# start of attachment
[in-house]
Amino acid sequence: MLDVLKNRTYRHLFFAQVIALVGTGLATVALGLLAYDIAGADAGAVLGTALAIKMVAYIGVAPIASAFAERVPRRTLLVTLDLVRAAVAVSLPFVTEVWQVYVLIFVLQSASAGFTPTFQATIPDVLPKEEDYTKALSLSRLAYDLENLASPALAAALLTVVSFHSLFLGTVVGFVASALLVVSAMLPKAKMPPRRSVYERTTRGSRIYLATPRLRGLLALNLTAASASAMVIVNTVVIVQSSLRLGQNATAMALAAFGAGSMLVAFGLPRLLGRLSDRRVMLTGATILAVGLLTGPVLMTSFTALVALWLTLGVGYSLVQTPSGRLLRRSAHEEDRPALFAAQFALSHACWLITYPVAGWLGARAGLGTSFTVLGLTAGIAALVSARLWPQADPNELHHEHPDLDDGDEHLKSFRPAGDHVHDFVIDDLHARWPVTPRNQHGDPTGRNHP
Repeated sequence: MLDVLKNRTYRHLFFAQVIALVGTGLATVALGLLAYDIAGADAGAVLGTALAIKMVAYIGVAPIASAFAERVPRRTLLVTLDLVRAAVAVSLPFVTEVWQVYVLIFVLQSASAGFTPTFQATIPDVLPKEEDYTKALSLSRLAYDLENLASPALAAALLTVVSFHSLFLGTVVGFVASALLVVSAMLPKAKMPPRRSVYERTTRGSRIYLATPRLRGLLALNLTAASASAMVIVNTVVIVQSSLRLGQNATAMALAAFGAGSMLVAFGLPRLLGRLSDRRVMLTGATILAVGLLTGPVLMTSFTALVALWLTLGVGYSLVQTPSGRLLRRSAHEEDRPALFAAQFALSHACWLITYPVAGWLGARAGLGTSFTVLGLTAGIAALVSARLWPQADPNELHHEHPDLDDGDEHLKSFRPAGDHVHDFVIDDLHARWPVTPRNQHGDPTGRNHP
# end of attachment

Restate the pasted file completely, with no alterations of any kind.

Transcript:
[in-house]
Amino acid sequence: MLDVLKNRTYRHLFFAQVIALVGTGLATVALGLLAYDIAGADAGAVLGTALAIKMVAYIGVAPIASAFAERVPRRTLLVTLDLVRAAVAVSLPFVTEVWQVYVLIFVLQSASAGFTPTFQATIPDVLPKEEDYTKALSLSRLAYDLENLASPALAAALLTVVSFHSLFLGTVVGFVASALLVVSAMLPKAKMPPRRSVYERTTRGSRIYLATPRLRGLLALNLTAASASAMVIVNTVVIVQSSLRLGQNATAMALAAFGAGSMLVAFGLPRLLGRLSDRRVMLTGATILAVGLLTGPVLMTSFTALVALWLTLGVGYSLVQTPSGRLLRRSAHEEDRPALFAAQFALSHACWLITYPVAGWLGARAGLGTSFTVLGLTAGIAALVSARLWPQADPNELHHEHPDLDDGDEHLKSFRPAGDHVHDFVIDDLHARWPVTPRNQHGDPTGRNHP
Repeated sequence: MLDVLKNRTYRHLFFAQVIALVGTGLATVALGLLAYDIAGADAGAVLGTALAIKMVAYIGVAPIASAFAERVPRRTLLVTLDLVRAAVAVSLPFVTEVWQVYVLIFVLQSASAGFTPTFQATIPDVLPKEEDYTKALSLSRLAYDLENLASPALAAALLTVVSFHSLFLGTVVGFVASALLVVSAMLPKAKMPPRRSVYERTTRGSRIYLATPRLRGLLALNLTAASASAMVIVNTVVIVQSSLRLGQNATAMALAAFGAGSMLVAFGLPRLLGRLSDRRVMLTGATILAVGLLTGPVLMTSFTALVALWLTLGVGYSLVQTPSGRLLRRSAHEEDRPALFAAQFALSHACWLITYPVAGWLGARAGLGTSFTVLGLTAGIAALVSARLWPQADPNELHHEHPDLDDGDEHLKSFRPAGDHVHDFVIDDLHARWPVTPRNQHGDPTGRNHP